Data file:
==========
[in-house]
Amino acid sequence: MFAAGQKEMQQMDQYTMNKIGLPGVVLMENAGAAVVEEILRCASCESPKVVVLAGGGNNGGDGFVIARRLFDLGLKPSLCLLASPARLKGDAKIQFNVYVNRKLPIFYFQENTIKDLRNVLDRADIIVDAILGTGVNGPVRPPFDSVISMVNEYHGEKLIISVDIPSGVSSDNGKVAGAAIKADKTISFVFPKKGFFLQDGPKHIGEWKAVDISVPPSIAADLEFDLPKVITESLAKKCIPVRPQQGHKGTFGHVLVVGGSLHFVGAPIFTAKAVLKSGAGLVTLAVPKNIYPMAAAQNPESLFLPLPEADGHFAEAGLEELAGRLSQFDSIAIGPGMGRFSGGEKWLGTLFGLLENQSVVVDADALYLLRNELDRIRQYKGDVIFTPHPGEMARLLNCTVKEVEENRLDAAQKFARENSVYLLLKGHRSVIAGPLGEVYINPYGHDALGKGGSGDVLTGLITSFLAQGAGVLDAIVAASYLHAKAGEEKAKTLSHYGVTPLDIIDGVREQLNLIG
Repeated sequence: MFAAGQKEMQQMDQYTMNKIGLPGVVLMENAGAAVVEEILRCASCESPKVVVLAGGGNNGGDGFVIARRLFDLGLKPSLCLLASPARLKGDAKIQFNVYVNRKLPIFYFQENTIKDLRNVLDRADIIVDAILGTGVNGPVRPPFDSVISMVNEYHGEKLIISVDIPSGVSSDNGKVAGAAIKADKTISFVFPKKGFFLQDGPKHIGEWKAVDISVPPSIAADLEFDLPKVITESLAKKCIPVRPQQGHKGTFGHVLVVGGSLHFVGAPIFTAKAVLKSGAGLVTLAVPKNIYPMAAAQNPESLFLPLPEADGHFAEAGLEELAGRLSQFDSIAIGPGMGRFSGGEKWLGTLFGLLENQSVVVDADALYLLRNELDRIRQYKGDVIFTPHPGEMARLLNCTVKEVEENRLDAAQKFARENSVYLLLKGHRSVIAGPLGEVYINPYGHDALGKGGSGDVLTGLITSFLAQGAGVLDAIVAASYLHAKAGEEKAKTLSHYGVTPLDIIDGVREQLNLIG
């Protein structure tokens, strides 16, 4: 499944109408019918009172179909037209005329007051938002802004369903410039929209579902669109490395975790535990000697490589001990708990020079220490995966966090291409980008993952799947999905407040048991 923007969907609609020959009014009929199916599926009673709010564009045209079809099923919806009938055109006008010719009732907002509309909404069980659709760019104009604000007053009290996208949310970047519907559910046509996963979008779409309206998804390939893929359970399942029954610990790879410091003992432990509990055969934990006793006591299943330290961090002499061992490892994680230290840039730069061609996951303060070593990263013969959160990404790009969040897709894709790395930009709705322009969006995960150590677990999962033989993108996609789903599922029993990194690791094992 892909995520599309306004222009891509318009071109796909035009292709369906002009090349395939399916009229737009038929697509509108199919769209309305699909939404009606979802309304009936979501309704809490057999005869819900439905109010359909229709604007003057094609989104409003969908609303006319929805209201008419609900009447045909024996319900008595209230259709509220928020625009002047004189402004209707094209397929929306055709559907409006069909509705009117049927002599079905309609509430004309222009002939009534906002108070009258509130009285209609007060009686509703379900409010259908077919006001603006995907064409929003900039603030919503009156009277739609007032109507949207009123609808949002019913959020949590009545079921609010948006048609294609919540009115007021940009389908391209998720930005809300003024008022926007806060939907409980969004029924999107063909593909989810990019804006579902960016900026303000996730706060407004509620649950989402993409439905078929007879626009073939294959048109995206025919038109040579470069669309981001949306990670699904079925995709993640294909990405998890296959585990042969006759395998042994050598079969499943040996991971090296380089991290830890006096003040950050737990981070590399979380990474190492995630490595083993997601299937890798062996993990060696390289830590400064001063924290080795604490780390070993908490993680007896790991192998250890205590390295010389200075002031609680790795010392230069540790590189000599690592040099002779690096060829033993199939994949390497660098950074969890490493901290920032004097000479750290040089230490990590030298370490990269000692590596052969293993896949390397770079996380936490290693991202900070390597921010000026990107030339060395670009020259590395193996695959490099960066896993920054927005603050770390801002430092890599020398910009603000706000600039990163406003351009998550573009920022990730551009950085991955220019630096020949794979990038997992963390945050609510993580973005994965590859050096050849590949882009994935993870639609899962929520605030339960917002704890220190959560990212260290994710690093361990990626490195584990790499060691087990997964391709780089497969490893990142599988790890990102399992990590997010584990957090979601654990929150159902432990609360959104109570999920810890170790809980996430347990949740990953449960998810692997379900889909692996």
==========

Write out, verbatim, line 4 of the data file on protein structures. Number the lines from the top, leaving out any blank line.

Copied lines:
């Protein structure tokens, strides 16, 4: 499944109408019918009172179909037209005329007051938002802004369903410039929209579902669109490395975790535990000697490589001990708990020079220490995966966090291409980008993952799947999905407040048991 923007969907609609020959009014009929199916599926009673709010564009045209079809099923919806009938055109006008010719009732907002509309909404069980659709760019104009604000007053009290996208949310970047519907559910046509996963979008779409309206998804390939893929359970399942029954610990790879410091003992432990509990055969934990006793006591299943330290961090002499061992490892994680230290840039730069061609996951303060070593990263013969959160990404790009969040897709894709790395930009709705322009969006995960150590677990999962033989993108996609789903599922029993990194690791094992 892909995520599309306004222009891509318009071109796909035009292709369906002009090349395939399916009229737009038929697509509108199919769209309305699909939404009606979802309304009936979501309704809490057999005869819900439905109010359909229709604007003057094609989104409003969908609303006319929805209201008419609900009447045909024996319900008595209230259709509220928020625009002047004189402004209707094209397929929306055709559907409006069909509705009117049927002599079905309609509430004309222009002939009534906002108070009258509130009285209609007060009686509703379900409010259908077919006001603006995907064409929003900039603030919503009156009277739609007032109507949207009123609808949002019913959020949590009545079921609010948006048609294609919540009115007021940009389908391209998720930005809300003024008022926007806060939907409980969004029924999107063909593909989810990019804006579902960016900026303000996730706060407004509620649950989402993409439905078929007879626009073939294959048109995206025919038109040579470069669309981001949306990670699904079925995709993640294909990405998890296959585990042969006759395998042994050598079969499943040996991971090296380089991290830890006096003040950050737990981070590399979380990474190492995630490595083993997601299937890798062996993990060696390289830590400064001063924290080795604490780390070993908490993680007896790991192998250890205590390295010389200075002031609680790795010392230069540790590189000599690592040099002779690096060829033993199939994949390497660098950074969890490493901290920032004097000479750290040089230490990590030298370490990269000692590596052969293993896949390397770079996380936490290693991202900070390597921010000026990107030339060395670009020259590395193996695959490099960066896993920054927005603050770390801002430092890599020398910009603000706000600039990163406003351009998550573009920022990730551009950085991955220019630096020949794979990038997992963390945050609510993580973005994965590859050096050849590949882009994935993870639609899962929520605030339960917002704890220190959560990212260290994710690093361990990626490195584990790499060691087990997964391709780089497969490893990142599988790890990102399992990590997010584990957090979601654990929150159902432990609360959104109570999920810890170790809980996430347990949740990953449960998810692997379900889909692996």